Having lived and worked in Dayton, Ohio, a short documentary entitled “The Epidemic” made there last year caught my eye. According to data compiled by the website Arrestrecords.com, Dayton ranked as the national leader for overdoses and deaths due to opioid use.
“Deaths of despair,” is the way one expert described the heart-rending trend that has seen spikes across all racial and socio-economic statuses
“We have to find a better way to deal with pain in this country,” actor and host Peter Sarsgaard told us at a National Press Club panel discussion. This health epidemic has a strong link to mental and emotional pain. We need a better way to deal with that, indeed.
I reached out to my esteemed friend, Lloyda Williamson, M.D., with the question. Williamson is a physician who is board certified in child, adolescent and adult psychiatry, and the Professor and Chair of the Department of Psychiatry and Behavioral Sciences for Meharry Medical College in Nashville, Tennessee. Following is her prescription for dealing with the pain in everyday life.
“Pain medications certainly have their place for addressing acute medical problems. Chronic medical problems should be assessed for appropriate pain management treatments. Some individuals experience temporary relief from emotional pain by taking pain medications. However, pain medications are never an appropriate solution for stress, anxiety, depression, and other emotional problems.
For people with depression and anxiety, various everyday stressors make it worse. For many people, these stressors are accumulating because of our overscheduled lives. Without adequate relaxation and rest we can have physical symptoms. Instead of giving appropriate attention when our body signals that we need to slow down, we push through the physical warnings and self-medicate with caffeine, food, alcohol or other medications such as pain medications. The following is a brief list of some things that we can do to manage emotional pain and stress:
1. Develop healthy habits such as adequate rest at night, well-balanced meals, regular physical activity, limiting or eliminating caffeine intake.
2. Limit negative things that affect your environment. Reconsider constantly watching or listening to the news, being around negative people, your excessive workload without adequate breaks, constant time pressures, and physical work demands without rest. Setting limits on the negativity allows you to set your own agenda and focus, instead of letting negative things take over your life.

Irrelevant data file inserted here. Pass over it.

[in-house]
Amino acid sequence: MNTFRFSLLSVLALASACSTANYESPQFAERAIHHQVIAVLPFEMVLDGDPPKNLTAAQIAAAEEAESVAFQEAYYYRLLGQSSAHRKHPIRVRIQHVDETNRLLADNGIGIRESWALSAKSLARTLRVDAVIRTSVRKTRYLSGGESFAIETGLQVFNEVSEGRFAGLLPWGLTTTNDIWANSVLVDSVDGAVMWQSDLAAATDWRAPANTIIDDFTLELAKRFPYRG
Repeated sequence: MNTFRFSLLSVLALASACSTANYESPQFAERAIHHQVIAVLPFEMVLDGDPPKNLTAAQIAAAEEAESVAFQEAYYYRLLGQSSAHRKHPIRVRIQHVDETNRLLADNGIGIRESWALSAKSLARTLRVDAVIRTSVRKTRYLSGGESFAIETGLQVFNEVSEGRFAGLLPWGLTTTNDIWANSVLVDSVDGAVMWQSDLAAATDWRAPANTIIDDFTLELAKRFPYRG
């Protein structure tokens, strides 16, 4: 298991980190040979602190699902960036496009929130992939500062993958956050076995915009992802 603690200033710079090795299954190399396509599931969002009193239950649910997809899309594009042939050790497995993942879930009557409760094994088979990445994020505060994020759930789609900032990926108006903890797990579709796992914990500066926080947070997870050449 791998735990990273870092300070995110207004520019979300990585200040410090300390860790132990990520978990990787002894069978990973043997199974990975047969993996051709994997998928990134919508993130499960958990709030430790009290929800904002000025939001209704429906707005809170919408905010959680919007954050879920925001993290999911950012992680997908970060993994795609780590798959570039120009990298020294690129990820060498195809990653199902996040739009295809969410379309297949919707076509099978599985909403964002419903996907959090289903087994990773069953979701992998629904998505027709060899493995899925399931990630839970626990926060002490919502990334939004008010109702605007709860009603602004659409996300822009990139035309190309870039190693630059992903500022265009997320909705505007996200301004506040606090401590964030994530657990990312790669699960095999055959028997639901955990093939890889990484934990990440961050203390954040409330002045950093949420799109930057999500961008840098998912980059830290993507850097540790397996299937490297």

3. Practice stress management techniques such as deep breathing—that allows the abdominal diaphragm to expand, rather than a just chest expansion. This method of breathing often slows elevated breathing and heart rate when your anxiety is high. Progressive muscle relaxation involves a series of repeated contraction and relaxation of muscle groups in your body. This helps relieve the muscle tension that often develops. Utilize visualization techniques and imagery to maintain a mental picture of a calming scene
4. Practice thankfulness. Often when people are depressed, anxious, and overwhelmed they focus on their problems constantly. However, every situation could always be worse. Thus, there are some things for which they can be thankful. Make a list of those things, and reflect on them throughout the day.
5. Surround yourself with positive influences such as encouraging people, inspiring music, a nature walk.
6. Learn how to manage your thoughts and be intentional about what you choose to think about, instead of passively letting thoughts determine the direction of your mood.
7. Schedule quiet time daily, to calm down from the constant rushing in life.
8. Spend time reading the Bible and spiritually uplifting books. Claim God’s promises by placing your name in them as you read them.
9. Pray and ask God to send the Holy Spirit to make you aware of negative thought patterns. Ask God to help you turn those thoughts over to Him, and help you to choose to focus on past answered prayers and blessings. Claim them for yourself again in the future.
10. If anxiety and depression are causing serious interference with your daily life at home or work, seek professional help from a Pastor or a mental health professional.”